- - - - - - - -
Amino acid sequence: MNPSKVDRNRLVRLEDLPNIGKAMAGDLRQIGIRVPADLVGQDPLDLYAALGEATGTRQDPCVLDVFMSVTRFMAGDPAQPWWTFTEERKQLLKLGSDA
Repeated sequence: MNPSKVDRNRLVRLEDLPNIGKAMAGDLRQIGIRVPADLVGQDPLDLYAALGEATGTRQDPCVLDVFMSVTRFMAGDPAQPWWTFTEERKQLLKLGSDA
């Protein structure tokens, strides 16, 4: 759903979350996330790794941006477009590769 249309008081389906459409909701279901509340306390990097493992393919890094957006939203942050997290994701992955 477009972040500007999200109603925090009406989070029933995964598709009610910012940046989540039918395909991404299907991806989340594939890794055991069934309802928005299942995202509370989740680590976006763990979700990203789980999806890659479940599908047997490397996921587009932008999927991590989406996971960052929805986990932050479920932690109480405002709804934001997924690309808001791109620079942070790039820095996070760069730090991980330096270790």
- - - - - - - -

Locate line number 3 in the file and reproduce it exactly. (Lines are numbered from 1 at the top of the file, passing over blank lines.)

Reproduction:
């Protein structure tokens, strides 16, 4: 759903979350996330790794941006477009590769 249309008081389906459409909701279901509340306390990097493992393919890094957006939203942050997290994701992955 477009972040500007999200109603925090009406989070029933995964598709009610910012940046989540039918395909991404299907991806989340594939890794055991069934309802928005299942995202509370989740680590976006763990979700990203789980999806890659479940599908047997490397996921587009932008999927991590989406996971960052929805986990932050479920932690109480405002709804934001997924690309808001791109620079942070790039820095996070760069730090991980330096270790």